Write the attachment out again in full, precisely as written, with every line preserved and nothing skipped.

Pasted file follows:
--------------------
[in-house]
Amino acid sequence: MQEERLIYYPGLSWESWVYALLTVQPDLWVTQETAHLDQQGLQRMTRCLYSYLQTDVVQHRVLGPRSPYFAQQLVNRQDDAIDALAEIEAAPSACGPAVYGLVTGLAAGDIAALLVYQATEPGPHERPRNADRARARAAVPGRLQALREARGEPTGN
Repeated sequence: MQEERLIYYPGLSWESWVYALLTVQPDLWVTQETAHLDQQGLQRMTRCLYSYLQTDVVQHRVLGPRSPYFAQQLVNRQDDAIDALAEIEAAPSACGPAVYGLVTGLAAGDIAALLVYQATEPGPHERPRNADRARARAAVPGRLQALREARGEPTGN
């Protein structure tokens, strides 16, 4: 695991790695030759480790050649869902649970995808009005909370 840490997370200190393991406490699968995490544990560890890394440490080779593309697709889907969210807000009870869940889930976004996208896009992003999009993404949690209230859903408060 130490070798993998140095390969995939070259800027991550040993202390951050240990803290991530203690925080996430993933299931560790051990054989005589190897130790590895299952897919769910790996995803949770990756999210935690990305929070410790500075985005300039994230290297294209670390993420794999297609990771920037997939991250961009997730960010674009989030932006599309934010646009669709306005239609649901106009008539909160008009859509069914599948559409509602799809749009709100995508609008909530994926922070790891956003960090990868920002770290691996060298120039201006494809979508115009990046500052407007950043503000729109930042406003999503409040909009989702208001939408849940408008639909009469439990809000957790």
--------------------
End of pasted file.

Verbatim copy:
[in-house]
Amino acid sequence: MQEERLIYYPGLSWESWVYALLTVQPDLWVTQETAHLDQQGLQRMTRCLYSYLQTDVVQHRVLGPRSPYFAQQLVNRQDDAIDALAEIEAAPSACGPAVYGLVTGLAAGDIAALLVYQATEPGPHERPRNADRARARAAVPGRLQALREARGEPTGN
Repeated sequence: MQEERLIYYPGLSWESWVYALLTVQPDLWVTQETAHLDQQGLQRMTRCLYSYLQTDVVQHRVLGPRSPYFAQQLVNRQDDAIDALAEIEAAPSACGPAVYGLVTGLAAGDIAALLVYQATEPGPHERPRNADRARARAAVPGRLQALREARGEPTGN
């Protein structure tokens, strides 16, 4: 695991790695030759480790050649869902649970995808009005909370 840490997370200190393991406490699968995490544990560890890394440490080779593309697709889907969210807000009870869940889930976004996208896009992003999009993404949690209230859903408060 130490070798993998140095390969995939070259800027991550040993202390951050240990803290991530203690925080996430993933299931560790051990054989005589190897130790590895299952897919769910790996995803949770990756999210935690990305929070410790500075985005300039994230290297294209670390993420794999297609990771920037997939991250961009997730960010674009989030932006599309934010646009669709306005239609649901106009008539909160008009859509069914599948559409509602799809749009709100995508609008909530994926922070790891956003960090990868920002770290691996060298120039201006494809979508115009990046500052407007950043503000729109930042406003999503409040909009989702208001939408849940408008639909009469439990809000957790």